This spider lives in holes in walls or under tree bark during the day. At night the males go wandering, while the females partially emerge from their hiding places. The females spin a very fine web of silk around the outside of their hiding place that is designed to trap their prey. This silk is spun from a special area of the spinnerets, known as the cribellum. The spider will tease out this silk using a comb on its hind legs, called the calamistrum.
The photo is of a male Amaurobius similis, taken at night as it seeks out a mate. Note the dragline at the rear of its abdomen, which permits it to retrace its steps without relying on its poor eyesight.
Head and chelicerae of Amaurobius similis
The bottom end of the chelicerae of Amaurobius similis, viewed from the side nearest the mouthparts.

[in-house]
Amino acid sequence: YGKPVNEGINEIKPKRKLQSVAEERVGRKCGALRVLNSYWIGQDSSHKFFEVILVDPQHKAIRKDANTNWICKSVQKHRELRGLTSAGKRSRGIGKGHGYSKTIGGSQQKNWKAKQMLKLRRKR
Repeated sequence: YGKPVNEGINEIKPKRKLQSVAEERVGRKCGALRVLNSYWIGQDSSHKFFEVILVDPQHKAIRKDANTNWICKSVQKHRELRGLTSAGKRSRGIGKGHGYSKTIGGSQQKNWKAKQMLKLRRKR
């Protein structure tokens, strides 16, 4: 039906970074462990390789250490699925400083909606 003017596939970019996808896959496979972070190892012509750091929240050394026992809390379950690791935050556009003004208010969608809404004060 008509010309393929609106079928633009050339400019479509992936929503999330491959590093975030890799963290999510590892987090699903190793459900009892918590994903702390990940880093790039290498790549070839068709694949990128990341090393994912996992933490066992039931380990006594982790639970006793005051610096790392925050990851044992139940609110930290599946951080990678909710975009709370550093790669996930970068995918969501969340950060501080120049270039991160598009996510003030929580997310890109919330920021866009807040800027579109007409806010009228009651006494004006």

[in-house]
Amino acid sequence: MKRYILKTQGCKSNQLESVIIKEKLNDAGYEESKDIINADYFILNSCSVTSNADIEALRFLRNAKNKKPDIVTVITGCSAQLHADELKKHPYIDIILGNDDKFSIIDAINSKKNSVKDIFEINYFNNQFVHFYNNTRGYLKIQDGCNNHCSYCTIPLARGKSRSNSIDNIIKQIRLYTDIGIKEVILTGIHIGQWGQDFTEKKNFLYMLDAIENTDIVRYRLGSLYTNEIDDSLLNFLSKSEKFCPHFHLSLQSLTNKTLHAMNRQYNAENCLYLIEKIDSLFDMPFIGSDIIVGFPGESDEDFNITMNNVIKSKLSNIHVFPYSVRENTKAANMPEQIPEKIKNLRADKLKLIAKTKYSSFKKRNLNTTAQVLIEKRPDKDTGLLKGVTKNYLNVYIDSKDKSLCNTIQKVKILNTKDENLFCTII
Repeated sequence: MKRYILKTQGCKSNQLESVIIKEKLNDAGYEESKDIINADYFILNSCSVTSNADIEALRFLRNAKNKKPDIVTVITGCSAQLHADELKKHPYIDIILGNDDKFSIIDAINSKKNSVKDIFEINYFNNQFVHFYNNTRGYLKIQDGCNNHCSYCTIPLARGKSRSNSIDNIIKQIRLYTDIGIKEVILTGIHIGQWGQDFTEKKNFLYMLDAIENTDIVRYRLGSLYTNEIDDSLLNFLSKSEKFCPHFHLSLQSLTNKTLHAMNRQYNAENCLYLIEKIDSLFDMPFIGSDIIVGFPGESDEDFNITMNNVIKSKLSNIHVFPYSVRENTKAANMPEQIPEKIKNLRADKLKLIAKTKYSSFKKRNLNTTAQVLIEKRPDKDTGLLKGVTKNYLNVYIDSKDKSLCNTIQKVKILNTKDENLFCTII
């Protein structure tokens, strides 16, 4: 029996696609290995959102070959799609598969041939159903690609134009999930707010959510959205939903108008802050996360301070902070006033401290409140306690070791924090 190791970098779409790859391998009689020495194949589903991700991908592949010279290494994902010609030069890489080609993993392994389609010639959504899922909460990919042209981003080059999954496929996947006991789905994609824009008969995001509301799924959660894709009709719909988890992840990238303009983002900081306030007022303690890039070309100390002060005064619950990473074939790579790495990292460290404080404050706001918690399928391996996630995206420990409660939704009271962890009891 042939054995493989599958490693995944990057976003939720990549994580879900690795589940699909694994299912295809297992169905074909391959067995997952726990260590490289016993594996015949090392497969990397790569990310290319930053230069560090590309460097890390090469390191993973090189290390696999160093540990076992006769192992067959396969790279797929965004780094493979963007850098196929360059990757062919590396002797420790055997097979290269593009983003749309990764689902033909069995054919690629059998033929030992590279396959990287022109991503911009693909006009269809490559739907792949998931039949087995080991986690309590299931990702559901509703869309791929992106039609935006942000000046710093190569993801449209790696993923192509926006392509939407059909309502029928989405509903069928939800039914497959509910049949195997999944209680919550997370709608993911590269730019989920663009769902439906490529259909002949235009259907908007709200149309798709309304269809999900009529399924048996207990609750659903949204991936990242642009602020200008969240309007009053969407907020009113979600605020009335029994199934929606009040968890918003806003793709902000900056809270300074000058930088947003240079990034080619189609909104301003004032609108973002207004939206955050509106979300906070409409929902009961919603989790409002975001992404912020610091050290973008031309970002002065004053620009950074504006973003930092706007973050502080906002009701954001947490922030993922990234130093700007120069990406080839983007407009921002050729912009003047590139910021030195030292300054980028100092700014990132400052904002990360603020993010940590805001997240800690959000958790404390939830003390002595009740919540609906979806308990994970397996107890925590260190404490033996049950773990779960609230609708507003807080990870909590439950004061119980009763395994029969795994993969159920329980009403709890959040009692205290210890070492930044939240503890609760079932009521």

Left Pedipalp (male sexual organ) of Amaurobius similis
Epigyne (female sexual organ) of Amaurobius similis
Another micrograph of the Epigyne (female sexual organ) of Amaurobius similis, with fewer hairs
A close-up dorsal view the palpal tibia of a male Amaurobius similis. This is a very useful aid to distinguishing between the individual species of Amaurobiidae.
Spinnerets of Amaurobius similis.
Cribellum of a female Amaurobius similis (arrowed)
The two halves of the cribellum of Amaurobius similis (arrowed)
Pedipalp of a female Amaurobius similis
Tarsus of a female Amaurobius similis
Calamistrum (on meta-tarsus IV) of Amaurobius similis (arrowed)
Detail of the cribellum of Amaurobius similis showing the individual nozzles. The outside diameter of the stalks is approximately 500 nm, measured about half way up.
An artificially coloured version of the micrograph of the cribellum of Amaurobius similis to the left.